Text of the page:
So while you might be making plans to leave your country, think about what you are going to encounter at the other end of the river.

Are you in the UK, please share in the comment section, your greatest shock or what you wish you had known before coming.

Radiant ~ April 2019


Radiant said...

Wow. 250 views in an hour of posting. Thanks guys for your views. More appreciated are your comments. Please leave comments below.

Dioscuri2 said...

Good stuff dear . I will forward this to my Sis for some enlightenment.
She is coming over soon.

Radiant said...

@Dioscuri2. I am happy you found it useful. Thanks for sharing.

Anonymous said...

I find this post interesting, especially the horn part. In naija we horn in the face of obvious traffic, we horn to greet our neighbour in another lane, we horn to call the gala seller, we horn immediately the traffic light turns yellow, and even when the road is free we horn to ensure the horn is working :) We shall change. Thanks for posting.

Radiant said...

Lol @anonymous. You are hilarious.

Anonymous said...

On point.Lol@Lewis Hamilton of Nigeria.

Joseph said...

Awesome post.
It's necessary to remove every overly high hopes.
Besides, many things need to be unlearned.

anonymous said...

Great post! Just a few things i'd like to point out though. Firstly the salary advertised is USUALLY not your gross salary but your basic salary. Your gross salary is after the banding has been added (which usually increases it).Then after tax and ni and the rest have been removed, the remaining left is really not that bad. Locums are life savers too. Just one locum can make a difference. Also the car insurance is also not that serious. There are sites where you can get good quality cars with affordable insurance. I pay £15 monthly and i don't feel it and the car serves nicely. While nothing in the uk is free, ur salary here as a doctor no matter how low can still afford you a comfortable life.

Radiant said...

@ anonymous, thanks for your contribution. For those unfamiliar, banding applies if you do calls and is advertised along with the basic. If no calls (which is unlikely), you have the deductions from that basic to get your net pay. Also, this was a sequel to the previous post where I talked about why a doctor in Nigeria might come to the UK. You might want to check that out. I mentioned better practice, proper training and comfortable remuneration. Also I said “could” in terms of worse case scenario for car insurance. There are several factors that make it go up: for example being a new driver. This was not a lamentation about living in the UK. This was just giving a balance to the previous post. Thanks again.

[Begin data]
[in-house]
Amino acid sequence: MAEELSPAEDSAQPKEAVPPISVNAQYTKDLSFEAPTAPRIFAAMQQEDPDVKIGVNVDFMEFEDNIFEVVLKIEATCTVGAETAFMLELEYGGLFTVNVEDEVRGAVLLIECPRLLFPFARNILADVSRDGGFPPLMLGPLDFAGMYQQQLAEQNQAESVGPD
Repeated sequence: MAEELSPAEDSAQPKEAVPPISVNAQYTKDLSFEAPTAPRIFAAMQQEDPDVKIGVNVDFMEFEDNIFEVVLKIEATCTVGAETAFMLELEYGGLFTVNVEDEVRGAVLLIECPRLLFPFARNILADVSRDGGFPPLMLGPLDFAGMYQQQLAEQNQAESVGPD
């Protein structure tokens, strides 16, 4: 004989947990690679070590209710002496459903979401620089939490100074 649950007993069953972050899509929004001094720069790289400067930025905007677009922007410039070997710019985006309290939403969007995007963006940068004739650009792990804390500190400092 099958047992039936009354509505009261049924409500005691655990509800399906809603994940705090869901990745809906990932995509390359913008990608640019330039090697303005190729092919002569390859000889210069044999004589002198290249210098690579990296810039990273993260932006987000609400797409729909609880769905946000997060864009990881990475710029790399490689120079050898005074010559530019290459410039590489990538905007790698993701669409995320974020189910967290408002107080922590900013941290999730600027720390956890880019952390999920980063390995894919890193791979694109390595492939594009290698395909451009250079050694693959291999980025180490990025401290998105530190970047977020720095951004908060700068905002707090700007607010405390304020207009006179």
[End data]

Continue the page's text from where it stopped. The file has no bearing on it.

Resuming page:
Anonymous said...

Oh great! I'll be sure to check out the previous post. I appreciate that it's not a lamentation about living in the UK but if you didn't make some of these points clearer like u just did, a lot of people who don't live here will take it at face value and run with the information. I responded becos I saw lots of similar posts like this one highlighting these points before I left and it really discouraged me. Coming here now, I see that it's not exactly the way it was made to sound.

Radiant said...

@ John Paul, I am happy you found it useful. I thought Mothers’ day just passed.

Unknown said...

Great post, I want to assume there are good sides to practicing Medicine in the UK which you didn't point out. If all is that bad, I doubt if Nigerians will be dying to leave their fatherland for another country. In a nutshell, the benefits of working as a doctor in the UK should supposedly outweigh whatever drawback that may be associated with it, if not Nigerian consultants will not willing to transit to senior house officers in a foreign land.

Radiant said...

@unknown. Of course there are good sides which I mentioned in a previous post. That is why I referred to the post at the beginning and you can click on the orange link to read it. This is a sequel to that post. Thanks.